Ribble Life Together was an ambitious, flagship project of the Ribble Catchment Partnership, which is made up of environmental organisations, businesses, local authorities and interest groups, all with a vested interest in improving the catchment’s water environment for the benefit of people and wildlife.
After a two-year development phase, in 2017 Ribble Life Together was awarded £1.6 million from the Heritage Lottery Fund to enable its delivery until 2020, together with a further £1.6 million of match funding from partners and external sources. The delivery phase of the programme ran from April 2017 until March 2023.
Our Vision: Working collaboratively, we’ll deliver a substantially healthier Ribble river system by 2020 for the benefit of people and wildlife. We’ll celebrate the heritage of the river, improve access and use the river to inspire and educate. Through practical environmental action, based on science, we’ll leave a positive legacy for future generations.
According to the Environment Agency, only 21% of the Ribble Catchment’s rivers currently achieve a good ecological standard. The remainder suffer from urban and industrial pollution, agricultural impacts, fragmented habitat and mistreatment by the general public – predominantly littering. Floods and droughts associated with climate change and rising temperatures have exacerbated the problem in recent years, putting significant stress on river habitats and endangering certain species.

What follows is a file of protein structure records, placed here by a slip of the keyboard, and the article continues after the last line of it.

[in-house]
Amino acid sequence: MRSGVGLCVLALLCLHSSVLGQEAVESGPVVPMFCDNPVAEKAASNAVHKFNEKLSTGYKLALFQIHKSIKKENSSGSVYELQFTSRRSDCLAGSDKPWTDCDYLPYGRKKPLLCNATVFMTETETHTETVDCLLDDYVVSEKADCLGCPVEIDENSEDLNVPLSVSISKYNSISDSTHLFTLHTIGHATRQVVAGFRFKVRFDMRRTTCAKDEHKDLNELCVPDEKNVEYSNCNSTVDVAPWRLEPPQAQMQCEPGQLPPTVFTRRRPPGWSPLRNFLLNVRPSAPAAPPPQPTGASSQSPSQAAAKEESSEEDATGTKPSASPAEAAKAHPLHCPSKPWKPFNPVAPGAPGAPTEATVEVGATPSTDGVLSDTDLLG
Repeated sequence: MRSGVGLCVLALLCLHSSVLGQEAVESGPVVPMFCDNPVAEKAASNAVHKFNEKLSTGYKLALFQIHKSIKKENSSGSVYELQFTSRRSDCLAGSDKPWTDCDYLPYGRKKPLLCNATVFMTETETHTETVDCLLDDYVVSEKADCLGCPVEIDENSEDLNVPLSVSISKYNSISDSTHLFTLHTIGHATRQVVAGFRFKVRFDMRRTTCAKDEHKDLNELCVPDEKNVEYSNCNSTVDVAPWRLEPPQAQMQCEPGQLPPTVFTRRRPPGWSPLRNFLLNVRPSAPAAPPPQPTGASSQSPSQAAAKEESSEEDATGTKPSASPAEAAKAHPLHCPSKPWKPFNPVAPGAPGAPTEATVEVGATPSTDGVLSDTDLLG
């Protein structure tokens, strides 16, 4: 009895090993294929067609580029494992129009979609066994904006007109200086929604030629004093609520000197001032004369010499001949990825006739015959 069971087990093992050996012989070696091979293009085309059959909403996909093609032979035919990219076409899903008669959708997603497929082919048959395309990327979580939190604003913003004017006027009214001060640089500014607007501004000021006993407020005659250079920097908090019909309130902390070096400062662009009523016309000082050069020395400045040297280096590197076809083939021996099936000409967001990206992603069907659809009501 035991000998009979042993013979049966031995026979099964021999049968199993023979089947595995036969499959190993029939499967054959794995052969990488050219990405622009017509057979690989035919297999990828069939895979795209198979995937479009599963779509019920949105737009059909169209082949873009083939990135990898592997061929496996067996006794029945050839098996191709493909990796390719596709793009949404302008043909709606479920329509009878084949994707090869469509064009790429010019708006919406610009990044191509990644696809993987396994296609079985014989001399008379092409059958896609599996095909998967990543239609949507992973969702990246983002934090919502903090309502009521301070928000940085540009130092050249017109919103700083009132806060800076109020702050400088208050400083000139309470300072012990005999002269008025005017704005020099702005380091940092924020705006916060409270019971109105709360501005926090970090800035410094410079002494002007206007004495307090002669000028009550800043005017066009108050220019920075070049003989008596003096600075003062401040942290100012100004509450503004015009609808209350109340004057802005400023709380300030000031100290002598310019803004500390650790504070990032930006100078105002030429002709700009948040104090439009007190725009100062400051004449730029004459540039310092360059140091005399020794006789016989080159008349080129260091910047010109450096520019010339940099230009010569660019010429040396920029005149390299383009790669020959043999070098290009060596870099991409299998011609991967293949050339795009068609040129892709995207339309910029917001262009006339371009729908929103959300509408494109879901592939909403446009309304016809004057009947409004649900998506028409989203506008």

Ribble Life Together worked hard to address some of the issues that prevent our rivers being better connected and better quality. 30 new riparian woodlands were planted, 15 wetland projects were completed, ranging from wildlife ponds to peat resoration. 14 new fish passes are also being installed on weirs that currently prevent the natural migration of fish. Scientific monitoring will determine how much the river environment improves as a result of these interventions. All of these projects were achieved in priority areas to help reduce pollution, increase biodiversity, provide natural flood risk management and reduce climate change impacts, creating a lasting legacy for the catchment and the communities that live and work here.
At the heart of the project was a determination to establish a better relationship between communities and their rivers by developing people’s understanding and appreciation of river environments. People were invited to get involved in the project in a variety of ways, from attending volunteer events and conservation training workshops, to geocaching competitions, guided river walks, augmented reality videos and oral history.
Schools were offered educational visits that will help children learn about the importance of healthy rivers and the wildlife that lives within them, encouraging them to get into the habit of caring for the environment from an early age. RLT worked with a staggering 64 schools, engaging 4364 students.
The physical improvement projects and activities being delivered as part of the Ribble Life Together spanned the entire Ribble Catchment, from the source of the Ribble in the Yorkshire Dales, down to the estuary at Lytham, taking in the rivers Calder, Hodder and Darwen.
A new website was been set up for the project – ribblelifetogether.org.
Project partners and funders: